Table 6: Multiple regression analysis of anxiety and depression variables associated with insomnia variable

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  Discussion Top

Breast cancer is the most common cancer in women. The number of BCS who may be asymptomatic, or may exhibit a range of symptoms that require support, is expected to increase over the coming decades, affecting local health services across the entire spectrum of survival.

The present study investigated the levels of anxiety, depression, and sleep disorders experienced by BCSs, as well as the relationship between these conditions and other characteristics. Our results showed that the anxiety level was normal (≤7) in one out of two women and pathological (≥11) in about one out of three. Various published studies have yielded similar findings. One study in Greece by Tsaras et al.[26] found anxiety in 32% of BCSs. The incidence of psychological distress among cancer survivors is higher than in the general population, although there is a great deal of variation.[8] Similarly, in a study by Crane et al.,[9] which included a sample of women of Latin descent, the anxiety level ranged from moderate to high. It is possible that the anxiety experienced by patients decreases temporarily, immediately after the completion of treatment,[27] but the level appears to be higher even 5 years later.[28] The inconsistency among the findings of different studies is probably attributable to the different measurement scales used, the duration of the survival period, and the different cultural environments in which the studies were carried out.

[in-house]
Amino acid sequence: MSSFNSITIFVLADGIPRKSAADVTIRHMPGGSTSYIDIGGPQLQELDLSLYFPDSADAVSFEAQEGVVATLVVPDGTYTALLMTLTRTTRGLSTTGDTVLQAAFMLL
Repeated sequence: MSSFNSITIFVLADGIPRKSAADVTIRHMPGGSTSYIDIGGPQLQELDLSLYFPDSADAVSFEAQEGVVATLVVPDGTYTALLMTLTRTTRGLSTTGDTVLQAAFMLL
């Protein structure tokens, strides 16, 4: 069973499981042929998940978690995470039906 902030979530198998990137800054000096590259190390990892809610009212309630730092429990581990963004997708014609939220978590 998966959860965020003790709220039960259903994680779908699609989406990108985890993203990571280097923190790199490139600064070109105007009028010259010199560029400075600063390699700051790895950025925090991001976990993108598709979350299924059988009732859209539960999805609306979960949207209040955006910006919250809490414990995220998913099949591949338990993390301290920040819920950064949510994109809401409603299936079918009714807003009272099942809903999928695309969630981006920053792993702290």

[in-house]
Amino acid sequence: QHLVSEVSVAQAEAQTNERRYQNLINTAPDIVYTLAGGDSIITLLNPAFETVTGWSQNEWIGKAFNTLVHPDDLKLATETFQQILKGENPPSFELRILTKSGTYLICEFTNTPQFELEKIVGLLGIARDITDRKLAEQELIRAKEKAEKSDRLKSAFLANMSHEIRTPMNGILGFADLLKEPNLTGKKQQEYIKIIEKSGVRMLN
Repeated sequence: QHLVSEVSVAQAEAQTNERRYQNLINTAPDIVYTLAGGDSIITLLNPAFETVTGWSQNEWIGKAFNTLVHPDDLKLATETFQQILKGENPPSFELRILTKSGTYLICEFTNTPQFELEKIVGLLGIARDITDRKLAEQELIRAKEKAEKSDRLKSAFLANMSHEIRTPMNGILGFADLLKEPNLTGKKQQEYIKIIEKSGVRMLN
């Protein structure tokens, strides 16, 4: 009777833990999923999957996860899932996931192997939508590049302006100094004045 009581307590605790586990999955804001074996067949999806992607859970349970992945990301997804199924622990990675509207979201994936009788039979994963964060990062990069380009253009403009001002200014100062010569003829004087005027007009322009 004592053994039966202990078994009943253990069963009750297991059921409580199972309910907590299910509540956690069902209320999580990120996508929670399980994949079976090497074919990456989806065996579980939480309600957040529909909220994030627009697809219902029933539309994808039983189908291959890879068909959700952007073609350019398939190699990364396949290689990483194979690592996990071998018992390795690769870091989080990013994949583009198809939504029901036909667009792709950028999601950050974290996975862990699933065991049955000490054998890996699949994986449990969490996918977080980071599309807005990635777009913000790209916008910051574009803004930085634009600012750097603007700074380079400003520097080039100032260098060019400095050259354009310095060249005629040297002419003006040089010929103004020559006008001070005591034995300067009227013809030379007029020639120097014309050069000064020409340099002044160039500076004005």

Regarding depression, it was found that the levels were clearly lower than those for anxiety, as about six women in 10 had a normal level and only two in 10 had a pathological condition. These results are consistent with the research conducted by Nurasyikin et al.[29] in a sample of 131 survivors. However, other research findings showed that this group of women may have a high rate of depressive symptoms; one example is the study of Ahmadi Gharaei et al.,[30] in which 1228 of 2799 women had been diagnosed with depression.

Regarding insomnia, half of the patients in the present study had sleep disorders. Similar results have been reported in other studies, where it was noted that the majority of women have at least one sleep disorder,[31],[32] and in particular, 38% suffer from insomnia.[32]

Regarding sociodemographic characteristics, a number of studies found that women with minor children had higher levels of anxiety and depression, perhaps because these women feel a responsibility for their children's upbringing that imposes a greater psychological burden.[33],[34],[35]

In addition, the present study found that treatment lasting more than 5 years was associated with low levels of depression. This is in contrast to the findings of other studies, which argued that a long duration of treatment significantly burdens the mental state of women in the survival stage.[36] This paradoxical finding of our study could be explained by the fact that women who have been undergoing treatment for a long time may come to consider it as part of their daily routine.

Both anxiety and depression are more prevalent in young people who have survived cancer compared to older adults.[37] Given that the majority of BCSs in the present study were in the age range from 61 to 70 years, it is possible that the age of the participants was to some extent responsible for the low levels of anxiety and depression. Moreover, the farther away patients are from the disease and treatment, the better their psychological functioning.[38] The relatively low levels of anxiety and depression may also be related to women's physical health,[33] which in the present study was satisfactory, as shown by the small number of pathological problems. In addition, a high income has been shown to be associated with low levels of anxiety and depression. The impact of the economic situation on the mental health of this particular female population has also been reported.[39]